Government

Iowa City, North Liberty turn to trap-neuter-return to control feral cats

Dr. Jenni Doll performs surgery on a cat Feb. 22 at the Iowa Humane Alliance regional spay/neuter clinic in Cedar Rapids. The male cat was not ear-tipped or tattooed, both signs of being neutered. Doll confirmed in surgery that the cat had been neutered, and so tattooed its belly. The low-cost clinic can spay or neuter up to 40 animals in a day and offers special packages for community cats, including a “Last Litter” program for mother cats and its litter of kittens. (Liz Martin/The Gazette)
Dr. Jenni Doll performs surgery on a cat Feb. 22 at the Iowa Humane Alliance regional spay/neuter clinic in Cedar Rapids. The male cat was not ear-tipped or tattooed, both signs of being neutered. Doll confirmed in surgery that the cat had been neutered, and so tattooed its belly. The low-cost clinic can spay or neuter up to 40 animals in a day and offers special packages for community cats, including a “Last Litter” program for mother cats and its litter of kittens. (Liz Martin/The Gazette)
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IOWA CITY — Howard Wittenberg is fed up with stray cats coming into his yard.

The longtime Iowa City resident told the Iowa City Council he’s tired of cleaning up after them, tired of trying to catch them and tired of seeing birds attacked.

“There’s so many of them just running everywhere,” Wittenberg said Tuesday night. “Get someone to adopt them. If they’re not fit to be adopted, maybe just put them down.”

The council, however, approved the first consideration of an alternative that could curb the feral cat — also known as community cat — problem in the city.

The ordinance would allow residents to trap community cats, have them spayed or neutered and then release them to where they were found. The approach is commonly known as trap-neuter-return, or TNR.

“It’s something the community has been asking for for many years,” said Chris Whitmore, Iowa City’s Animal Control coordinator.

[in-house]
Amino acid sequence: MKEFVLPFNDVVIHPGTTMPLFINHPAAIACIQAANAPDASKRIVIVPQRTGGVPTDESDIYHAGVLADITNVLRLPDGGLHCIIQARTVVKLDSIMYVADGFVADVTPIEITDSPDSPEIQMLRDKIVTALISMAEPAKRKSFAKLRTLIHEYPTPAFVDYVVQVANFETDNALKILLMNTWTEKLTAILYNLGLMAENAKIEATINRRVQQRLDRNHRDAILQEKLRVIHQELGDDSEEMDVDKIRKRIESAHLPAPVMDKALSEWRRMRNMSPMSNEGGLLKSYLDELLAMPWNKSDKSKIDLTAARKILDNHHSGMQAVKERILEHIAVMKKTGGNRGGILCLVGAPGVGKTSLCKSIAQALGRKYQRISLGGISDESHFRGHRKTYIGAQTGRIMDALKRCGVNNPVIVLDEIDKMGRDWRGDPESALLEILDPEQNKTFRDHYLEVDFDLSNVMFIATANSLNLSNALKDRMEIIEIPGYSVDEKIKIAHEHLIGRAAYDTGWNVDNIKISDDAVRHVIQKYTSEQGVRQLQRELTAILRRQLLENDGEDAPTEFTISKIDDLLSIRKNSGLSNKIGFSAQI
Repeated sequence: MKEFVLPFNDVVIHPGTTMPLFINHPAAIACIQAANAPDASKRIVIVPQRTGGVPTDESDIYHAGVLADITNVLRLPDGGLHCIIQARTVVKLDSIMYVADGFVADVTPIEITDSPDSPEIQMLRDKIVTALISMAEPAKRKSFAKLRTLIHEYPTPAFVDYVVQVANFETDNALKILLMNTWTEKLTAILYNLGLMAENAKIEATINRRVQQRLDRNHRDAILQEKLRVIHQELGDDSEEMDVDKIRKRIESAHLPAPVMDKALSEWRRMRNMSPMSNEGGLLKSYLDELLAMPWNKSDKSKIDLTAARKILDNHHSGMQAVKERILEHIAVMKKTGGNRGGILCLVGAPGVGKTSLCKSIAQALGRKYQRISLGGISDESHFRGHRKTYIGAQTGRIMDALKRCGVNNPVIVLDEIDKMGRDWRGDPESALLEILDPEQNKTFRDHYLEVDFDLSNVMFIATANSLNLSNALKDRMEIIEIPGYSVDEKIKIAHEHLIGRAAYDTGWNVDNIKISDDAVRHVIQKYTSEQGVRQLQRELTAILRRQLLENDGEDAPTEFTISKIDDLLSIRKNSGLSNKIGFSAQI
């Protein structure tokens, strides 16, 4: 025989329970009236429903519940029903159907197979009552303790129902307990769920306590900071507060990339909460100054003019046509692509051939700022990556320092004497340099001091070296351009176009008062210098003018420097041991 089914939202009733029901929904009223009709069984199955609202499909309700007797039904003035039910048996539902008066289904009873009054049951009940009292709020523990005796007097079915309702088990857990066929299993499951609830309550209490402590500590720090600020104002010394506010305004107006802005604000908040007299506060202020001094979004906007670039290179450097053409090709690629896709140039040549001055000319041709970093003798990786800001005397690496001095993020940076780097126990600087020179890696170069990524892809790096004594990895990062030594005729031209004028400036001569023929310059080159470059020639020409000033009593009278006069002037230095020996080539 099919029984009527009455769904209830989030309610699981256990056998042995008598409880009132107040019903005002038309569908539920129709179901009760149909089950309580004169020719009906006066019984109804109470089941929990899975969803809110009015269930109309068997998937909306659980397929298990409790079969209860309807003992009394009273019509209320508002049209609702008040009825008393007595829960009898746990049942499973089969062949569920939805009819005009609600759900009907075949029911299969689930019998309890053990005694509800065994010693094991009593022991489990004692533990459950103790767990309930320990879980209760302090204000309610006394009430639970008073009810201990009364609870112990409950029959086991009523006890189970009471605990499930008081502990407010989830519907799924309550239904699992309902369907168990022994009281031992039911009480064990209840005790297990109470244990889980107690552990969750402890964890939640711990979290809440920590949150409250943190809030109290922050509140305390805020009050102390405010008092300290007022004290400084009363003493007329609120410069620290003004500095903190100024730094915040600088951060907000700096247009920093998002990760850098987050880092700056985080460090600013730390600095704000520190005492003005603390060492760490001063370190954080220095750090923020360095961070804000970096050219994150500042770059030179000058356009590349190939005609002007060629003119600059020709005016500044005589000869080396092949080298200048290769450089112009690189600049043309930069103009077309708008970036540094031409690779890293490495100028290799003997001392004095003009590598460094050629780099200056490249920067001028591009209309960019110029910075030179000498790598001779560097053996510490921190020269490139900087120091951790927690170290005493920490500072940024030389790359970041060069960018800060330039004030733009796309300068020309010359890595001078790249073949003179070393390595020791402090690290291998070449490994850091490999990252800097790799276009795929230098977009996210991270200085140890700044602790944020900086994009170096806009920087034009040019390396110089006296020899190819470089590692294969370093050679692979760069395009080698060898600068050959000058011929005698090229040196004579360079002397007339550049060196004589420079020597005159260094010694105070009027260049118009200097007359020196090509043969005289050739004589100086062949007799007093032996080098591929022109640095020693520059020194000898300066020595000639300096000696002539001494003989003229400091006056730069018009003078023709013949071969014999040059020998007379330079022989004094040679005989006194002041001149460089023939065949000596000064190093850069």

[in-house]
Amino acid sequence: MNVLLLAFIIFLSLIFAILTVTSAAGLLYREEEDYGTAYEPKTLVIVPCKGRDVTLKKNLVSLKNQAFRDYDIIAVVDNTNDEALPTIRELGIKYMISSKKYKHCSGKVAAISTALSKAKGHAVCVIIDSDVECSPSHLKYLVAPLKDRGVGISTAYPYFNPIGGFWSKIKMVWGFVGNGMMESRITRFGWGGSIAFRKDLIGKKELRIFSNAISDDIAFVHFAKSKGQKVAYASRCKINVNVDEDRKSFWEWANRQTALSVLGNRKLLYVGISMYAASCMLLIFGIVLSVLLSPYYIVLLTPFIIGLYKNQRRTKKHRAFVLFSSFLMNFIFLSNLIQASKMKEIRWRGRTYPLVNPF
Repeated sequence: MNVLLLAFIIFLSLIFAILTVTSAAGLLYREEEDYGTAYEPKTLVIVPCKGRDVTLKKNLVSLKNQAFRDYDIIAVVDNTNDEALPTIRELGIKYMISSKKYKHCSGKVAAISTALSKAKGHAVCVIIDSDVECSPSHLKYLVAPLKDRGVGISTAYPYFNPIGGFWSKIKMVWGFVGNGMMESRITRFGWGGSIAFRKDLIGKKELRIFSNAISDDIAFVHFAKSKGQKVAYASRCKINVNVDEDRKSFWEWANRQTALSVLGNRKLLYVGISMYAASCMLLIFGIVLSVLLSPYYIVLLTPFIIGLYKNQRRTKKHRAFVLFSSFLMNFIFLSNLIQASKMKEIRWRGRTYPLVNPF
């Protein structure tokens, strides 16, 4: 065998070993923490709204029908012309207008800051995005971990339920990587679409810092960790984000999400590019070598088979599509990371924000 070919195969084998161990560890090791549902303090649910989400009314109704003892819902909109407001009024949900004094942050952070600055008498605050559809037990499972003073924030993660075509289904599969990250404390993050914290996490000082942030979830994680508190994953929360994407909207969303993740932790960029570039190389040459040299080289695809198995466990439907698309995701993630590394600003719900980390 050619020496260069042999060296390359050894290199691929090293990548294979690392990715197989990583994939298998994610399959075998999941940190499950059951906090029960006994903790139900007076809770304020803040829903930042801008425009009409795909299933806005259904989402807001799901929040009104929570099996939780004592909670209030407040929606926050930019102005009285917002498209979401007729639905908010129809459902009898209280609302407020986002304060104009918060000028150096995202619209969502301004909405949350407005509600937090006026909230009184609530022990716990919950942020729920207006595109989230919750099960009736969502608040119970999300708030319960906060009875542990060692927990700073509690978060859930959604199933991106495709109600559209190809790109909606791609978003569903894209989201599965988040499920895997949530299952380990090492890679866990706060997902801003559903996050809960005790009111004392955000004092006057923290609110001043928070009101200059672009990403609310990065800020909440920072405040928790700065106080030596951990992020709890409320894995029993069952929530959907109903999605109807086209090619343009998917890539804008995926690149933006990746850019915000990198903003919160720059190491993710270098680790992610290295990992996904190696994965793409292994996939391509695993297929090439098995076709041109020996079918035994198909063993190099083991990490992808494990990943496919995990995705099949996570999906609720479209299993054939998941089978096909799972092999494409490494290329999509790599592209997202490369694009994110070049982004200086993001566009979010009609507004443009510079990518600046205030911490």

The city now has limited options when it comes to feral cats. If a feral cat — one that isn’t fit for adoption in a typical home — is brought to the Iowa City Animal Center, city staff will try to find it a home as a barn cat. However, Whitmore said, it’s becoming harder and harder to find farms to take them in.

If the city can’t find a home for the cat, the cat is euthanized, Whitmore said. In 2018, the animal center euthanized 96 feral cats, Whitmore said, about 45 percent of them coming from Iowa City.

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“We euthanize too many cats because they were born out in the community,” she said. “That’s not a solution for anyone.”

The Humane Society of the United States advocates for trap-neuter-return as the only effective way of managing and reducing community cat populations, said Preston Moore, Iowa’s state director for the society.

For years, communities tried to control the cat population through trapping and euthanizing or trapping and relocating, Moore said. Both are ineffective, he said.

“The cats that remain in the area just breed more quickly,” Moore said. “There’s a void in the ecosystem, so to speak, and they fill it. By encouraging communities to approach this through sterilization and rerelease, those cats maintain their territory, they don’t breed and stop new cats from coming in.”

Under trap-neuter-return in Iowa City, residents would be able to check out a trap from the city. The trap is free, though there is a deposit. Once a feral cat is captured, residents can take it to the Iowa Humane Alliance, a regional spay-and-neuter clinic based in Cedar Rapids. The animal then is returned to the community. The city staff would not be responsible for catching or returning the cats.

“It is a commitment on the homeowner because it does take a little time,” Whitmore said. “Most people are willing to do that.”

Whitmore also said getting a cat spayed or neutered is free for Iowa City residents through the Florence Unash Program, named after a former Iowa City resident who donated money upon her death to subsidize the spaying and neutering dogs and cats.

In Iowa City, a feral cat will be returned to the community if determines no one else owns it, it has been deemed healthy and if it has been ear-tipped, vaccinated and spayed or neutered.

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Iowa City is not the only local community considering such an ordinance. North Liberty also is on the verge of allowing the trap-neuter-release process as part of a larger update to its animal control ordinance, said Grant Lientz, North Liberty’s city attorney. The third and final reading of the ordinance is set for next week.

Like Iowa City, North Liberty’s ordinance would let residents capture, spay or neuter and then return a feral cat.

“My understanding is research suggests that when we have stray cats, simply removing the cats from the area doesn’t do anything to control the population,” Lientz said. “Other cats will move into that cat’s territory, reproduce and make more cats.”

Other communities in Iowa with a trap-neuter-return policy include Tiffin, Des Moines, Fairfax, Vinton and Hiawatha.

“I do think it’s catching on,” said Moore. “It’s been catching on, really, throughout the country and I think Iowa is starting to pick that up and hopefully will lead the way with it before too long.”

• Comments: (319) 339-3155; lee.hermiston@thegazette.com

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